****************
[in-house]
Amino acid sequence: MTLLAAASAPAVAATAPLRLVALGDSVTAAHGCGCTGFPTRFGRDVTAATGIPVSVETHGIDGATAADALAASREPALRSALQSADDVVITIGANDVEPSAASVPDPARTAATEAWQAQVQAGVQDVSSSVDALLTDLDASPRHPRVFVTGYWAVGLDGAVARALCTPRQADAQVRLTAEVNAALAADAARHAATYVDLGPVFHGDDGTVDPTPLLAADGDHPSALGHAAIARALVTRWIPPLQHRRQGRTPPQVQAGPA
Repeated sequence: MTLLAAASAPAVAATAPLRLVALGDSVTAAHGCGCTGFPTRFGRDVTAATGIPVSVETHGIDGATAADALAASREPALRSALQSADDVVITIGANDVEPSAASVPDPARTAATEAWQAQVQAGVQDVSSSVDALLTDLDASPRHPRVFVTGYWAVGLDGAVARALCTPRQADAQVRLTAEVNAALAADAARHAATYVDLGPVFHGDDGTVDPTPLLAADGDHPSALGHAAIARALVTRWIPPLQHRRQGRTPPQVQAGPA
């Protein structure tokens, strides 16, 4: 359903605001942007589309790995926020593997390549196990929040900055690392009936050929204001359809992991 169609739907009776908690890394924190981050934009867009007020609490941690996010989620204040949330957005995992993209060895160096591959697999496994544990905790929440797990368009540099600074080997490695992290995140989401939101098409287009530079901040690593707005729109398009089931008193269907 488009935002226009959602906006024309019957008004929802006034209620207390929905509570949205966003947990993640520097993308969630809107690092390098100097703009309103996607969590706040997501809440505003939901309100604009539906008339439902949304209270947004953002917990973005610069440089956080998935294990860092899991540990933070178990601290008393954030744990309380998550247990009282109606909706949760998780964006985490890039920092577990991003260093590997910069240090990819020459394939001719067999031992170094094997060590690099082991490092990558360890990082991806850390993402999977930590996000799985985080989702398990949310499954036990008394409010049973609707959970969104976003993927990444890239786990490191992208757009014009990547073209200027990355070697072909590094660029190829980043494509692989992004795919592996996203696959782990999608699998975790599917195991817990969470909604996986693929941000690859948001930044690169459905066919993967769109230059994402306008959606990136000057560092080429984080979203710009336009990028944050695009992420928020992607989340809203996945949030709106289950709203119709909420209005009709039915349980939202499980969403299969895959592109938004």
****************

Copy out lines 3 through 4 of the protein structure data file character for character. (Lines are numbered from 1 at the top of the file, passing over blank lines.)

Repeated sequence: MTLLAAASAPAVAATAPLRLVALGDSVTAAHGCGCTGFPTRFGRDVTAATGIPVSVETHGIDGATAADALAASREPALRSALQSADDVVITIGANDVEPSAASVPDPARTAATEAWQAQVQAGVQDVSSSVDALLTDLDASPRHPRVFVTGYWAVGLDGAVARALCTPRQADAQVRLTAEVNAALAADAARHAATYVDLGPVFHGDDGTVDPTPLLAADGDHPSALGHAAIARALVTRWIPPLQHRRQGRTPPQVQAGPA
């Protein structure tokens, strides 16, 4: 359903605001942007589309790995926020593997390549196990929040900055690392009936050929204001359809992991 169609739907009776908690890394924190981050934009867009007020609490941690996010989620204040949330957005995992993209060895160096591959697999496994544990905790929440797990368009540099600074080997490695992290995140989401939101098409287009530079901040690593707005729109398009089931008193269907 488009935002226009959602906006024309019957008004929802006034209620207390929905509570949205966003947990993640520097993308969630809107690092390098100097703009309103996607969590706040997501809440505003939901309100604009539906008339439902949304209270947004953002917990973005610069440089956080998935294990860092899991540990933070178990601290008393954030744990309380998550247990009282109606909706949760998780964006985490890039920092577990991003260093590997910069240090990819020459394939001719067999031992170094094997060590690099082991490092990558360890990082991806850390993402999977930590996000799985985080989702398990949310499954036990008394409010049973609707959970969104976003993927990444890239786990490191992208757009014009990547073209200027990355070697072909590094660029190829980043494509692989992004795919592996996203696959782990999608699998975790599917195991817990969470909604996986693929941000690859948001930044690169459905066919993967769109230059994402306008959606990136000057560092080429984080979203710009336009990028944050695009992420928020992607989340809203996945949030709106289950709203119709909420209005009709039915349980939202499980969403299969895959592109938004």